The United States and the European Union levied sanctions against Russia after it invaded invaded Crimea in 2014. But according to Russian state TV, those sanctions are laughable. According to the Kremlin party line, the sanctions have little effect, hurt the West more than they hurt Russia and are actually strengthening its economy.
But such myths are just that — myths. The reality of the sanctions’ effects are much more complicated.
Luckily, Oleg Buklemishev — an economist writing for the Carnegie Moscow Center think tank — studied the sanctions and just published an analysis debunking the most pernicious of Moscow’s myths.
The Western notion that sanctions will drive the population to overthrow a ruling regime and change course is unrealistic. History has shown that autocratic governments find it quite easy to blame foreign powers for the real and imagined hardships of the general population, which usually suffers the most from sanctions. This pressure allows regimes not only to consolidate their political base, but to earn a “mobilization bonus” such as the Kremlin’s current 85 percent level of support.
But the sanctions in Russia aren’t typical — they’re targeted toward the elite.
We are now seeing these ‘smart sanctions’ in action against Russia. The growing discontents inside the Russian elite shows that this attempt is having some effect. There is more to this than the fact that some members of the Russian ruling class are being forced to schedule routine medical operations in Israel rather than in Germany, or the seizure of bank accounts and real estate assets that are fairly unimportant for their owners.
What about the idea that sanctions hurt Western business as much, if not more than, Russian business? After all, in response Russia is halting some imports including food from U.S. and E.U. producers.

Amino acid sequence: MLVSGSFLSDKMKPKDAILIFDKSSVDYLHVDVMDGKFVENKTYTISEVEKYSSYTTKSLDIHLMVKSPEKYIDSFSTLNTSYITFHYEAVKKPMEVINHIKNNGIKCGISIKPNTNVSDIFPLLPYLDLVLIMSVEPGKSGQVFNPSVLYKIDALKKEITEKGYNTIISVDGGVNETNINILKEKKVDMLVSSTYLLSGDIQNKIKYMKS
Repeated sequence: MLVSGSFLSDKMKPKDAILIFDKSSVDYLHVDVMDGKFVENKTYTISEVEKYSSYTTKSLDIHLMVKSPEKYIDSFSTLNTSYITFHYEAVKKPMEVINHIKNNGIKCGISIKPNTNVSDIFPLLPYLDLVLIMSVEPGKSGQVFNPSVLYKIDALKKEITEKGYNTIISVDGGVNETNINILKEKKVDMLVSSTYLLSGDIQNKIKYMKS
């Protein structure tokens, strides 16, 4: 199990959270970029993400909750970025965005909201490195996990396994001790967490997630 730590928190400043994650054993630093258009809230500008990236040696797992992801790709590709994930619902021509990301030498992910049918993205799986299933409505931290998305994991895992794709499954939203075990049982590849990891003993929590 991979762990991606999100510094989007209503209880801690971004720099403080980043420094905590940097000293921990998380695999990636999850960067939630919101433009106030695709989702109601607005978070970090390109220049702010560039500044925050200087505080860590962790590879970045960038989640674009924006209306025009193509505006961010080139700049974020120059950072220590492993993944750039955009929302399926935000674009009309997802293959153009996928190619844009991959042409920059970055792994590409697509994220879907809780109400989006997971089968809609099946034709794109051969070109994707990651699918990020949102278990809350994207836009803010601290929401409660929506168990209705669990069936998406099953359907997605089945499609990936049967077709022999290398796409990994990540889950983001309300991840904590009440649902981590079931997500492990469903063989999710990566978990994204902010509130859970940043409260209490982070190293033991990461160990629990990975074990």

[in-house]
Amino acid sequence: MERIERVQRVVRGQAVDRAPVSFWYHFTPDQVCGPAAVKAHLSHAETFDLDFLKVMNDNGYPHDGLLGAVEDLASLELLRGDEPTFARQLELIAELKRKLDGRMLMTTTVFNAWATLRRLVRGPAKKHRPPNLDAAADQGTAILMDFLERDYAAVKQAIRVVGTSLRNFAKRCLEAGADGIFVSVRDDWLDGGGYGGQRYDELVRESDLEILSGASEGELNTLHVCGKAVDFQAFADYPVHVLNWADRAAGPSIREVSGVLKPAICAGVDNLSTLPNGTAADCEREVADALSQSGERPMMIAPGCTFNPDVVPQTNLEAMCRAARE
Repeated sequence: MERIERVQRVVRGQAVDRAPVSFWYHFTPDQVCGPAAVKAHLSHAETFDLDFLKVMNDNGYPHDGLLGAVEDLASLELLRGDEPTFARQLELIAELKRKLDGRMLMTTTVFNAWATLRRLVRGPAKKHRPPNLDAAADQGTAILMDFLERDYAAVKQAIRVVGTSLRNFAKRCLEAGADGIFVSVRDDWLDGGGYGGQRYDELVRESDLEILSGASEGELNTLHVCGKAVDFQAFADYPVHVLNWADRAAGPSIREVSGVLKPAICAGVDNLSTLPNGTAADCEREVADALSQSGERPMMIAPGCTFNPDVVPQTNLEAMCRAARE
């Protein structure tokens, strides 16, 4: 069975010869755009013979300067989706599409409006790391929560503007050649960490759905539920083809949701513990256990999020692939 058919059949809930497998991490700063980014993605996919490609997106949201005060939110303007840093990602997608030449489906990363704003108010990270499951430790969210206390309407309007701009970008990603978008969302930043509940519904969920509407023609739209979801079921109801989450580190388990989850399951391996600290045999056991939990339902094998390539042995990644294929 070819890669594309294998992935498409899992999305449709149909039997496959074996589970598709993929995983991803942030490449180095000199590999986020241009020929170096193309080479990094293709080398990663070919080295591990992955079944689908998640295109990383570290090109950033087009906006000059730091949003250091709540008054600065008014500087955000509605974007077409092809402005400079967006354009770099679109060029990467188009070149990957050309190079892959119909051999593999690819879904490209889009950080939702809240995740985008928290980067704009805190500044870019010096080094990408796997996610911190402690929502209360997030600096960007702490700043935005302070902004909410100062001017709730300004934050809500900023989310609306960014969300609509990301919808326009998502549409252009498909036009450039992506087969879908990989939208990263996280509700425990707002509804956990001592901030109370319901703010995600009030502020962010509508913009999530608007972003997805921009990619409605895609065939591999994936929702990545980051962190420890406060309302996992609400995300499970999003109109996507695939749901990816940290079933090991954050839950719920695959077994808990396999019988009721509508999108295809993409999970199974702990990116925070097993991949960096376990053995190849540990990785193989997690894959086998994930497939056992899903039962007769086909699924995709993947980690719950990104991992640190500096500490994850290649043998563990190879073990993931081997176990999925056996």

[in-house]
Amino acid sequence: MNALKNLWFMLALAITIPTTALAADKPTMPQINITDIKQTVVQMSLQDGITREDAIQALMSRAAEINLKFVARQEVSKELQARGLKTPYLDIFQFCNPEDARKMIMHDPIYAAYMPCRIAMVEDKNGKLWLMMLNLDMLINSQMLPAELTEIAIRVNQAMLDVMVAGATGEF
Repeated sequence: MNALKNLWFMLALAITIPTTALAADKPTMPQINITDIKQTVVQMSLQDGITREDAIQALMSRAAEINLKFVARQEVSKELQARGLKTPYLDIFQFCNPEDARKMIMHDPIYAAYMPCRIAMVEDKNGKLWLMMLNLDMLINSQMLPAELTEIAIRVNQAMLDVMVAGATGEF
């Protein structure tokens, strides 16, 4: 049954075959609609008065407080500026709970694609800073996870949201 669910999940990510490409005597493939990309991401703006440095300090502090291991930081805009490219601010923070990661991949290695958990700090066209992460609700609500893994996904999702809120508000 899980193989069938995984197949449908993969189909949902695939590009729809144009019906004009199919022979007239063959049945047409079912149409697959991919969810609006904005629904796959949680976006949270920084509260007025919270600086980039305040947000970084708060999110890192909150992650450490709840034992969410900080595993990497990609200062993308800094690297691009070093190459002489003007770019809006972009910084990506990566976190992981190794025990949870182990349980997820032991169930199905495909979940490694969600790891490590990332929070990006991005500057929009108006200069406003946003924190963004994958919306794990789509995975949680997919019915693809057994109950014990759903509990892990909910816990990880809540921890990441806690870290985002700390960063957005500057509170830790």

A new study published by the Austrian Institute of Economic Research (WIFO) estimates that the Ukraine-related sanctions and counter-sanctions could cost the economy of the European Union up to 100 billion euros and two million jobs.
The authors do not disclose their research methodology, but their figures appear to be greatly inflated. First of all, all of Europe’s overall losses from the Russian economic crisis are being lumped into this figure, although many of them are unrelated to the sanctions. Mercedes sales, for example, are clearly falling for other reasons. Secondly, the luxurious repertoire of European food on offer in Moscow restaurants suggests that many of Russia’s counter-sanctions are not actually working and are therefore doing little harm to European agricultural producers.
And even if the counter-sanctions were effective, then it would be bad news for Moscow, not the West.
The higher the value that Russia attaches to Europeans’ economic losses, the greater the threat that the EU feels from Russia and the greater the importance it attributes to sanctions as a means of containing this threat.
Buklemishev’s article is a succinct and fascinating look into the surreal logic of the Kremlin’s propaganda machine. He goes on to note that the sanctions are likely to be long-lasting and that Russia can survive an economic recession.
But there’s little doubt the recession will continue.